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The AAPG/Datapages Combined Publications Database

Tulsa Geological Society


Tulsa Geological Society Digest
Vol. 31 (1963), Pages 253-254

Basin Development, Mountain Building, and the Accretion of Continents: Abstract

Ralph W. Disney1


The modus operandi for the origin of continents is a recurring, integrated geological process; first, basin development, second, mountain building, and third, granitization producing marginal, external additions to the continent. It is hypothesized that the continents (shields, cratons, mountain belts, and continental shelves) with their underpinnings of granite were not a part of the original crust but have continually formed, accretion by accretion, throughout geologic time, with much of this process occurring during the long history of the Precambrian.

The keystone of this concept is found among the results of recent high pressure, high temperature experiments being carried on by George C. Kennedy, Gordon J. F. MacDonald, and others; namely the Mohorovicic discontinuity is a phase change.

The M discontinuity is dynamic in character; its depth is controlled by pressure-temperature relationships. Through seismic investigations it is known to be deepest under mountain ranges, intermediate under the continents , and shallowest under the sea floor. Mineralogy of the rocks differs on either side of the M discontinuity, but not the chemical composition. Most important is that the gabbroid rocks above have a mean density of approximately 2.8 and the eclogitic rocks below, 3.2.

Basin development is initiated when an area adjacent to a source area begins to receive sediments. The weight of these sediments causes a slight increase in pressure in the crustal rocks at the M discontinuity converting 2.8 rocks to 3.2, and a volume increment of heavy rocks is produced. This mass sinks, lowering the sea floor along with it. Sediments continue to accumulate to thicknesses of as much as 100,000 feet.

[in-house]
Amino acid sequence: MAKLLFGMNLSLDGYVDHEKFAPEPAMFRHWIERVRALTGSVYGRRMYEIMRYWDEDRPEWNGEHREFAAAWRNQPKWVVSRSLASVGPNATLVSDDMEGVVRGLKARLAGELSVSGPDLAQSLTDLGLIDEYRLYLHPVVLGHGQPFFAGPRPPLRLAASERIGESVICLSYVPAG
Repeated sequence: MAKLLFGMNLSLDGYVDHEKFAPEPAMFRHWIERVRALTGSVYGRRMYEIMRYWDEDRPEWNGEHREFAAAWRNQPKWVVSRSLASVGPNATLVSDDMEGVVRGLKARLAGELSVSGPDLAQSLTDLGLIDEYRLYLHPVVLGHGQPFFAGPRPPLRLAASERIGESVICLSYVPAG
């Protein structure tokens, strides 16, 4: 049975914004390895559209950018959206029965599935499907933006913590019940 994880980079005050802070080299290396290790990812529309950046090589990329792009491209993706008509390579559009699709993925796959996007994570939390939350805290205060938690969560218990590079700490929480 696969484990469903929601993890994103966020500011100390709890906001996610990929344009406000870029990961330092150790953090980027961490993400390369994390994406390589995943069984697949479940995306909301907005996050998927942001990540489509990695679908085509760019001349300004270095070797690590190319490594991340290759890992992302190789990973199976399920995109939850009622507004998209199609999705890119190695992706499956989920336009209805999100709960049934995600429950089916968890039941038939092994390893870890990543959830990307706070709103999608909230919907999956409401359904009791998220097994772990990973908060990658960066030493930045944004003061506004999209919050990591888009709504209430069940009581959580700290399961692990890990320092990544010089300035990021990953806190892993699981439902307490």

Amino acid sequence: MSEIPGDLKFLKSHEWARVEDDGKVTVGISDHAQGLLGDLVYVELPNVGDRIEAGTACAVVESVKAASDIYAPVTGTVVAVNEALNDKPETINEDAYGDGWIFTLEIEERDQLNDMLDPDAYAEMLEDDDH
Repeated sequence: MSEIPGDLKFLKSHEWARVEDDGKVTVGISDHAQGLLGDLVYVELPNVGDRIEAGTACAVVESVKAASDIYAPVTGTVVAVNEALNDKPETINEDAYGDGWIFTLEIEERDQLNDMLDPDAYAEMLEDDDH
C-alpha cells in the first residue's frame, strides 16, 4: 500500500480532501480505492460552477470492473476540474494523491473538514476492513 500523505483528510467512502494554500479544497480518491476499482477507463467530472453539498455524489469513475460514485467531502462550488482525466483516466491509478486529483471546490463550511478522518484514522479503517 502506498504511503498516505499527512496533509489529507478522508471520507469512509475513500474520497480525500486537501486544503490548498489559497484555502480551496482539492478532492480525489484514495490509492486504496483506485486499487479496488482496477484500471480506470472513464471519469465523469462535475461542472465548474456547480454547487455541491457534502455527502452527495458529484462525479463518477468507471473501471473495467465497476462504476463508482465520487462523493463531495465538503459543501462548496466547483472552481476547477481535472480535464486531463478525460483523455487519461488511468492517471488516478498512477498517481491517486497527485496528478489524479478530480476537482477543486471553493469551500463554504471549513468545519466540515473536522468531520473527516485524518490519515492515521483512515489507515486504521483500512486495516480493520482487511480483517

Mountain building occurs over the site of the basin. The uplift necessary to destroy the basin is provided by an increase in temperature. Sediments are poor thermoconductors and provide an insulation so that temperatures can increase. The heat source is radioactivity in the crustal rocks. Thus, this heat increase creates a volume increment of lighter rocks causing the system to float upwards, destroying the basin and building mountains.

Granitization accompanies mountain making and occurs in the depths of the basin. This newly produced granitic mass becomes an integral part of the granitic underpinning of the continent. Since basins form adjacent to an area of sufficient elevation to produce a source of sediments, throughout geologic time they have formed at or on the edge of the expanding continental mass. Age dating of the granites of North America indicates that the accretion of continents began around a nucleus or protocontinent and then continued in ever-widening bands around this nucleus.

The Gulf of Mexico is an area of possible future accretion. All the prerequisites following the above scheme are fulfilled; high M discontinuity, sediments being deposited in the basin. When the sediments become thick enough to insulate and retain the heat, the M discontinuity will be forced down by a volume increment of lighter rocks, the entire area will be uplifted, granitization will produce a mass adjacent to the present granite, and this mass will be plastered against the continent to become a newly accreted portion.


Acknowledgments and Associated Footnotes

1 Sinclair Oil & Gas Co., Tulsa, Oklahoma

February 25, 1963

Copyright © 2006 by the Tulsa Geological Society